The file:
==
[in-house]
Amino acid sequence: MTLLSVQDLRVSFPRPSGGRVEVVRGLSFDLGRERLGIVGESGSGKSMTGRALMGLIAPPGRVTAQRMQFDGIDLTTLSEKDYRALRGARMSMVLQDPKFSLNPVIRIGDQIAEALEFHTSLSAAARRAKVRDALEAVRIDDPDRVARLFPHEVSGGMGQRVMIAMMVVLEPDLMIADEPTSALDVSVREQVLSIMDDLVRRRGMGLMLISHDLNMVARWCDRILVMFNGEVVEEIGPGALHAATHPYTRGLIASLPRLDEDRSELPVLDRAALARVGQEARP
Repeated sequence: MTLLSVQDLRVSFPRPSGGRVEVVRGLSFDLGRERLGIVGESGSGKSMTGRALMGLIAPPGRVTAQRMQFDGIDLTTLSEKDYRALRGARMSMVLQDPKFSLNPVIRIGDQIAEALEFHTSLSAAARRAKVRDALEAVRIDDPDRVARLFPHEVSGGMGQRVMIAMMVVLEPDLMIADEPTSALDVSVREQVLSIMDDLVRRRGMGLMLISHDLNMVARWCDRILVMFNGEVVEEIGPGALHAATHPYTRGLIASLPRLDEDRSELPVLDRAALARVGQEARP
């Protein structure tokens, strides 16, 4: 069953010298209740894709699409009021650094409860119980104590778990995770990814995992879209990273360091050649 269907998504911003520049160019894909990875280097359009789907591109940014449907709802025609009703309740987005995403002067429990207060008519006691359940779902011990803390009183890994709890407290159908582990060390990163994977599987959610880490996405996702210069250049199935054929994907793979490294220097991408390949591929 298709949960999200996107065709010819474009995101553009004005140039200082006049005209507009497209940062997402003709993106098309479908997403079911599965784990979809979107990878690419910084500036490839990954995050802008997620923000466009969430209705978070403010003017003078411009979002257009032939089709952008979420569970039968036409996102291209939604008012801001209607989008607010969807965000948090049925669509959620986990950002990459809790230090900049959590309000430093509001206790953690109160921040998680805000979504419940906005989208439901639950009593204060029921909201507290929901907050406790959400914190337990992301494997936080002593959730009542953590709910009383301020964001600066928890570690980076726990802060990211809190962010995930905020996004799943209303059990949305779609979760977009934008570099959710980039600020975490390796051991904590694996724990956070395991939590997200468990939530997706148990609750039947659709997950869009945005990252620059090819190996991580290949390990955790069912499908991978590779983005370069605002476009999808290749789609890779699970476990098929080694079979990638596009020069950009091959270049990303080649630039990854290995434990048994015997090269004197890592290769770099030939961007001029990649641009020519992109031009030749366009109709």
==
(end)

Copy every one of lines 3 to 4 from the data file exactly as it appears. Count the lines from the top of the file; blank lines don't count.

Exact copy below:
Repeated sequence: MTLLSVQDLRVSFPRPSGGRVEVVRGLSFDLGRERLGIVGESGSGKSMTGRALMGLIAPPGRVTAQRMQFDGIDLTTLSEKDYRALRGARMSMVLQDPKFSLNPVIRIGDQIAEALEFHTSLSAAARRAKVRDALEAVRIDDPDRVARLFPHEVSGGMGQRVMIAMMVVLEPDLMIADEPTSALDVSVREQVLSIMDDLVRRRGMGLMLISHDLNMVARWCDRILVMFNGEVVEEIGPGALHAATHPYTRGLIASLPRLDEDRSELPVLDRAALARVGQEARP
């Protein structure tokens, strides 16, 4: 069953010298209740894709699409009021650094409860119980104590778990995770990814995992879209990273360091050649 269907998504911003520049160019894909990875280097359009789907591109940014449907709802025609009703309740987005995403002067429990207060008519006691359940779902011990803390009183890994709890407290159908582990060390990163994977599987959610880490996405996702210069250049199935054929994907793979490294220097991408390949591929 298709949960999200996107065709010819474009995101553009004005140039200082006049005209507009497209940062997402003709993106098309479908997403079911599965784990979809979107990878690419910084500036490839990954995050802008997620923000466009969430209705978070403010003017003078411009979002257009032939089709952008979420569970039968036409996102291209939604008012801001209607989008607010969807965000948090049925669509959620986990950002990459809790230090900049959590309000430093509001206790953690109160921040998680805000979504419940906005989208439901639950009593204060029921909201507290929901907050406790959400914190337990992301494997936080002593959730009542953590709910009383301020964001600066928890570690980076726990802060990211809190962010995930905020996004799943209303059990949305779609979760977009934008570099959710980039600020975490390796051991904590694996724990956070395991939590997200468990939530997706148990609750039947659709997950869009945005990252620059090819190996991580290949390990955790069912499908991978590779983005370069605002476009999808290749789609890779699970476990098929080694079979990638596009020069950009091959270049990303080649630039990854290995434990048994015997090269004197890592290769770099030939961007001029990649641009020519992109031009030749366009109709």